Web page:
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David Kordansky Gallery is pleased to announce a solo presentation at Frieze New York of new work by Los Angeles-based painter Lesley Vance. One of the gallery's founding artists, Vance has developed a singular abstract language, a portrayal, romantic yet exacting, of plastic space as a surrealist pictorial continuum. Her new paintings and collages, featuring her boldest colors and most graphic gestures, appear unmoored from worldly referent while according with, and flouting conventions of optical construction. Materially flat, they depict non-objective forms with emotive sensuality and dramatic finesse.

Vance's oil on linen pictures unwaveringly occupy the personal scale of a window; her largest abstract paintings to date, on view here, only stretch 30 inches in one direction, and most measure less than 20. Within these intimate bounds, intricate depths unfold: Ribbon-like fields of flat color abut, overlap, intersect, and meld into fine-haired painterly strokes and swath-like expanses. The borders of these forms are at once hard-edged and porous. Like brushwork Möbius strips, they are at turns sharply discrete while also flowing and fading into each other.

Throughout, Vance delineates her forms as much by their internal patterning as by neighboring contours or seemingly imposed line; for example, a form's outer edge follows the "natural" curvature of a brushstroke, or appears cut entirely independent of this grain.

Adding illusionistic effects like drop shadows and highlights to the edges of her forms, as well as chiaroscuro-like modeling, Vance further conjures perceptual labyrinths. Depicted shapes simultaneously appear as fragmentary forms and fragmentary views of space, i.e., both as figures and slivers of ground. In particular, negative spaces take on positive presences; apertures look both recessed and superimposed. Lines and colors extend freely between forms, again paradoxically suggesting both retinal continuity and distinction.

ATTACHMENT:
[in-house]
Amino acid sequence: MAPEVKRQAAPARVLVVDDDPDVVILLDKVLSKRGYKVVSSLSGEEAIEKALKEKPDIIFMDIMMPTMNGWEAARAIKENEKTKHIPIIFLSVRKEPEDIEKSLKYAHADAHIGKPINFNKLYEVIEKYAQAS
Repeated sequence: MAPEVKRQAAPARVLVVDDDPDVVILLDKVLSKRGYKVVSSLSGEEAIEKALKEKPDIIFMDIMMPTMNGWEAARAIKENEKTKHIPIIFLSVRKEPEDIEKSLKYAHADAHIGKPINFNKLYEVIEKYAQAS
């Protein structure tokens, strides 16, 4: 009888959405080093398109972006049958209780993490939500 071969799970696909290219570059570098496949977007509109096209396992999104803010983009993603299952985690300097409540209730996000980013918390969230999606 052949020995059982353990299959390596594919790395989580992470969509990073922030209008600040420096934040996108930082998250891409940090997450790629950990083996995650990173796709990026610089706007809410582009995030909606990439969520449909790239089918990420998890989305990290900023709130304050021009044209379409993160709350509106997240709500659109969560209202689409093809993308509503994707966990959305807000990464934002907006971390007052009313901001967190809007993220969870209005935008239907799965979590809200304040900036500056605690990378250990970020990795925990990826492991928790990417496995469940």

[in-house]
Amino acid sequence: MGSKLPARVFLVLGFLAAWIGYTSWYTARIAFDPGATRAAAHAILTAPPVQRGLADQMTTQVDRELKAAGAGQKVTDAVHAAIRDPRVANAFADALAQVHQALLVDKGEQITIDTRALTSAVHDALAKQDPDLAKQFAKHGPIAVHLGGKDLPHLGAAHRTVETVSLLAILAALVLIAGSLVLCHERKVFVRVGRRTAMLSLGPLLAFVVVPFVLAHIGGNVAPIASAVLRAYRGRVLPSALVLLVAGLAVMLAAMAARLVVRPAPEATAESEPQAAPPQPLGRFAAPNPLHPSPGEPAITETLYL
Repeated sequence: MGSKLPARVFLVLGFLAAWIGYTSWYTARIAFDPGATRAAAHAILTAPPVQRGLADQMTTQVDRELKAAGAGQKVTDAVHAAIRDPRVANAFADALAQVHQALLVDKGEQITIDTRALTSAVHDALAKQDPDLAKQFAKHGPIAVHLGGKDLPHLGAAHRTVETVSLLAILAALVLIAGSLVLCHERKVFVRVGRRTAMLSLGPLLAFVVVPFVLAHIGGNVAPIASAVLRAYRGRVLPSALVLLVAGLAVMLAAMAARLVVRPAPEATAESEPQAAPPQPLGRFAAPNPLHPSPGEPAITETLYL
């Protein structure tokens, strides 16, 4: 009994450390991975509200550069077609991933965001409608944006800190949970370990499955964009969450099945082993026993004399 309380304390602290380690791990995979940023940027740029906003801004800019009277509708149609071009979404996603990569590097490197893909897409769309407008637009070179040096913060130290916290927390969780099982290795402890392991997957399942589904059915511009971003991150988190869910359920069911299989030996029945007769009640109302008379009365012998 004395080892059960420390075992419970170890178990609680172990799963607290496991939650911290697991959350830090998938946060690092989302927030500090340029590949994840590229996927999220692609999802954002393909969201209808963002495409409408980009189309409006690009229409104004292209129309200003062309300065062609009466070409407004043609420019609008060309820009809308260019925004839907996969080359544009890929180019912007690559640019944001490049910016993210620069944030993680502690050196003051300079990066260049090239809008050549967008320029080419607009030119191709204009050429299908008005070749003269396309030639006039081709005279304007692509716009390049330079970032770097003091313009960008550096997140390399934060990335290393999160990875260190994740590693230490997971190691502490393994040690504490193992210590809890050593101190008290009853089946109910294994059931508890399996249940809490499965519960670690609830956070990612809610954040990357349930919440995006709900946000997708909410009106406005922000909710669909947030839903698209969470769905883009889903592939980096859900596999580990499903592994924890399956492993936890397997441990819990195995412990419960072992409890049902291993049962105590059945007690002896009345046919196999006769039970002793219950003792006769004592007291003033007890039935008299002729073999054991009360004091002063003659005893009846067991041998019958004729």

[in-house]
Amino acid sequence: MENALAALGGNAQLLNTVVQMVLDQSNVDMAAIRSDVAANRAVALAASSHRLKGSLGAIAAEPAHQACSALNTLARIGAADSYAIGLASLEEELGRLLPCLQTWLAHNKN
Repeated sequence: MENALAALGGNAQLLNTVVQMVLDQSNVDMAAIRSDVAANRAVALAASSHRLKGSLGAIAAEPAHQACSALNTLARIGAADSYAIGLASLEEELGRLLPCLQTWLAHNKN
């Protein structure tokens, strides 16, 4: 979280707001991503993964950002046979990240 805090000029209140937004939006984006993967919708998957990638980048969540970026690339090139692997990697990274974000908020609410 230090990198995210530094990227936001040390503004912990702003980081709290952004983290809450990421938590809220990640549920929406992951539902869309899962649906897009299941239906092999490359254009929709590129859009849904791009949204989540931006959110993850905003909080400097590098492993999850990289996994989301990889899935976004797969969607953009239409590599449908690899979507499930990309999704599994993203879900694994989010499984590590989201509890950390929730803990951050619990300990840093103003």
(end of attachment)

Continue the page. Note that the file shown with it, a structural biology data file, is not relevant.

Vance’s new paintings focus her meticulous working process on the intense interplay between colors sharing a surface and field of view. She patiently pieces and parses the ramifications of color considered as a pictorial as well as painterly object, subject and sensitive to the representation of volume and light. Her approach, which has always studiously drawn upon art history's tertiary masters, simultaneously elicits the magic realism of Konrad Klapheck, the cut-and-paste gestures of Lee Krasner, and the chromatic dimensionality of Ken Price, while similarly evoking the hyperreal theatricality of baroque sculpture.

An accompanying series of new collages further probes the vagaries of constructing space from color and form. Excising vignettes from her radiant and lush watercolors, Vance pastes one or more of these fragments onto other finished full-sheet watercolors. These sharp-edged layers seem to uncannily "fit" the abstract picture, chromatically and compositionally. However, this relation is Vance's virtuosic fabrication, another seductive fiction, with the eye as her willing accomplice.

The work of Lesley Vance (b. 1977) has been the subject of solo exhibitions at the Bowdoin College Museum of Art, Brunswick, Maine (2012); the FLAG Art Foundation, New York (2012); and, with Ricky Swallow, the Huntington Library, Art Collections, and Botanical Gardens, San Marino, California (2012). Recent group exhibitions featuring her work include Variations: Conversations in and Around Abstract Painting, Los Angeles County Museum of Art (2014); Painter Painter, Walker Art Center, Minneapolis (2013); A House of Leaves. Second Movement, David Roberts Art Foundation, London (2012); Difference, Dallas Museum of Art (2012); Three Evidentiary Claims, Center for Curatorial Studies, Bard College, Annandale-on-Hudson, New York (2012); and 2010 Whitney Biennial Exhibition, Whitney Museum of American Art, New York. Vance's work is included in the public collections of the Hammer Museum, Los Angeles; the San Francisco Museum of Modern Art; the Milwaukee Art Museum, Wisconsin; the Museum of Modern Art, New York; and the Whitney Museum of American Art, New York, among others. Vance lives and works in Los Angeles.